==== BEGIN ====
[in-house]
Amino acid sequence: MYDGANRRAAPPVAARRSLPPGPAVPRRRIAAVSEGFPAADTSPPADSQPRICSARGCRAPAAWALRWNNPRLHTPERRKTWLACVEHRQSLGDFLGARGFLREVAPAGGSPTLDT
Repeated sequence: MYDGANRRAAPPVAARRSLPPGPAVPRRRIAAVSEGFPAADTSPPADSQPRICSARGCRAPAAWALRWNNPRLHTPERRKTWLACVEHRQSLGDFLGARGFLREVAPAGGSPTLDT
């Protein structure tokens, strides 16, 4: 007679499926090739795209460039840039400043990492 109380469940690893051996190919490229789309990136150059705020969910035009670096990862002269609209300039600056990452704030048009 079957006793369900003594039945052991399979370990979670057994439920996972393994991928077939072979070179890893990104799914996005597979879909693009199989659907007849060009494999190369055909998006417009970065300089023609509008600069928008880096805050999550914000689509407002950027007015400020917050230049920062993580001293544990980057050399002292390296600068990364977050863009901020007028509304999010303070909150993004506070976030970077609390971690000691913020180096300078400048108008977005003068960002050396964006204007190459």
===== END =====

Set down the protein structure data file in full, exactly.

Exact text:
[in-house]
Amino acid sequence: MYDGANRRAAPPVAARRSLPPGPAVPRRRIAAVSEGFPAADTSPPADSQPRICSARGCRAPAAWALRWNNPRLHTPERRKTWLACVEHRQSLGDFLGARGFLREVAPAGGSPTLDT
Repeated sequence: MYDGANRRAAPPVAARRSLPPGPAVPRRRIAAVSEGFPAADTSPPADSQPRICSARGCRAPAAWALRWNNPRLHTPERRKTWLACVEHRQSLGDFLGARGFLREVAPAGGSPTLDT
């Protein structure tokens, strides 16, 4: 007679499926090739795209460039840039400043990492 109380469940690893051996190919490229789309990136150059705020969910035009670096990862002269609209300039600056990452704030048009 079957006793369900003594039945052991399979370990979670057994439920996972393994991928077939072979070179890893990104799914996005597979879909693009199989659907007849060009494999190369055909998006417009970065300089023609509008600069928008880096805050999550914000689509407002950027007015400020917050230049920062993580001293544990980057050399002292390296600068990364977050863009901020007028509304999010303070909150993004506070976030970077609390971690000691913020180096300078400048108008977005003068960002050396964006204007190459």